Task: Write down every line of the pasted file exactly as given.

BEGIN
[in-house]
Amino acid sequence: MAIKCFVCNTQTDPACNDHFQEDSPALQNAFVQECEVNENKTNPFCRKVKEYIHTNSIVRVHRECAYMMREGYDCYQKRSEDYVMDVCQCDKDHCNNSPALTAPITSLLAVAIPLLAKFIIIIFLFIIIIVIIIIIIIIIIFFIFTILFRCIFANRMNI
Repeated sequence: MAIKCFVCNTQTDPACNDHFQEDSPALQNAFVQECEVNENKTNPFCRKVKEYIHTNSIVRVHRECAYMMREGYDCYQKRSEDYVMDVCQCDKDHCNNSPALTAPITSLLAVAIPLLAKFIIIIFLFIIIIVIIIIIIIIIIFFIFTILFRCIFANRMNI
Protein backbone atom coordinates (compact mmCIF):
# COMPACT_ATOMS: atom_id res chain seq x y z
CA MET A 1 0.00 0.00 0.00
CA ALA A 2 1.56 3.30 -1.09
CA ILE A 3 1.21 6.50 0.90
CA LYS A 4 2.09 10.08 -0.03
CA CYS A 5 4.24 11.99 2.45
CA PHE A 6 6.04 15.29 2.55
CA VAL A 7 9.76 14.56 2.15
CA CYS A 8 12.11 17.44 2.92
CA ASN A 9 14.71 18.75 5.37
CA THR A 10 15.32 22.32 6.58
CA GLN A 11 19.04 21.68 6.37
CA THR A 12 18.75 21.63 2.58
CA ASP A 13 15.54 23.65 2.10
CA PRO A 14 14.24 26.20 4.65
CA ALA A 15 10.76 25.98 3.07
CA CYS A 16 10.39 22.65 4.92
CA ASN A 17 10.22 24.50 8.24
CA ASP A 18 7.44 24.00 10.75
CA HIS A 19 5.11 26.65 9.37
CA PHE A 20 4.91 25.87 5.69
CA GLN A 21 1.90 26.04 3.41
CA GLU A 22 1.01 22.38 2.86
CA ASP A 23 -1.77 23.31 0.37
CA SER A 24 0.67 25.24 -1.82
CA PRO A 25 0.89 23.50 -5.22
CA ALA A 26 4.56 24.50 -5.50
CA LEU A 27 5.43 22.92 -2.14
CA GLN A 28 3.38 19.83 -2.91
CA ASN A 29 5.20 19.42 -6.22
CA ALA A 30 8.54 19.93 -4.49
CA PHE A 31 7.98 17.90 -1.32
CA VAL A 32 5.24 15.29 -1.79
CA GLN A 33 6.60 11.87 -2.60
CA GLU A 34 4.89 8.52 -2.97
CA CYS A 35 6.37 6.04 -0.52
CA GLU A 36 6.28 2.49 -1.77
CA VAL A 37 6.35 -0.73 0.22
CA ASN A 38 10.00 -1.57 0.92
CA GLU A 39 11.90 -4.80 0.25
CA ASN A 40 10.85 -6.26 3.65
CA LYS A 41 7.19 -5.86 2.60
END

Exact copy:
[in-house]
Amino acid sequence: MAIKCFVCNTQTDPACNDHFQEDSPALQNAFVQECEVNENKTNPFCRKVKEYIHTNSIVRVHRECAYMMREGYDCYQKRSEDYVMDVCQCDKDHCNNSPALTAPITSLLAVAIPLLAKFIIIIFLFIIIIVIIIIIIIIIIFFIFTILFRCIFANRMNI
Repeated sequence: MAIKCFVCNTQTDPACNDHFQEDSPALQNAFVQECEVNENKTNPFCRKVKEYIHTNSIVRVHRECAYMMREGYDCYQKRSEDYVMDVCQCDKDHCNNSPALTAPITSLLAVAIPLLAKFIIIIFLFIIIIVIIIIIIIIIIFFIFTILFRCIFANRMNI
Protein backbone atom coordinates (compact mmCIF):
# COMPACT_ATOMS: atom_id res chain seq x y z
CA MET A 1 0.00 0.00 0.00
CA ALA A 2 1.56 3.30 -1.09
CA ILE A 3 1.21 6.50 0.90
CA LYS A 4 2.09 10.08 -0.03
CA CYS A 5 4.24 11.99 2.45
CA PHE A 6 6.04 15.29 2.55
CA VAL A 7 9.76 14.56 2.15
CA CYS A 8 12.11 17.44 2.92
CA ASN A 9 14.71 18.75 5.37
CA THR A 10 15.32 22.32 6.58
CA GLN A 11 19.04 21.68 6.37
CA THR A 12 18.75 21.63 2.58
CA ASP A 13 15.54 23.65 2.10
CA PRO A 14 14.24 26.20 4.65
CA ALA A 15 10.76 25.98 3.07
CA CYS A 16 10.39 22.65 4.92
CA ASN A 17 10.22 24.50 8.24
CA ASP A 18 7.44 24.00 10.75
CA HIS A 19 5.11 26.65 9.37
CA PHE A 20 4.91 25.87 5.69
CA GLN A 21 1.90 26.04 3.41
CA GLU A 22 1.01 22.38 2.86
CA ASP A 23 -1.77 23.31 0.37
CA SER A 24 0.67 25.24 -1.82
CA PRO A 25 0.89 23.50 -5.22
CA ALA A 26 4.56 24.50 -5.50
CA LEU A 27 5.43 22.92 -2.14
CA GLN A 28 3.38 19.83 -2.91
CA ASN A 29 5.20 19.42 -6.22
CA ALA A 30 8.54 19.93 -4.49
CA PHE A 31 7.98 17.90 -1.32
CA VAL A 32 5.24 15.29 -1.79
CA GLN A 33 6.60 11.87 -2.60
CA GLU A 34 4.89 8.52 -2.97
CA CYS A 35 6.37 6.04 -0.52
CA GLU A 36 6.28 2.49 -1.77
CA VAL A 37 6.35 -0.73 0.22
CA ASN A 38 10.00 -1.57 0.92
CA GLU A 39 11.90 -4.80 0.25
CA ASN A 40 10.85 -6.26 3.65
CA LYS A 41 7.19 -5.86 2.60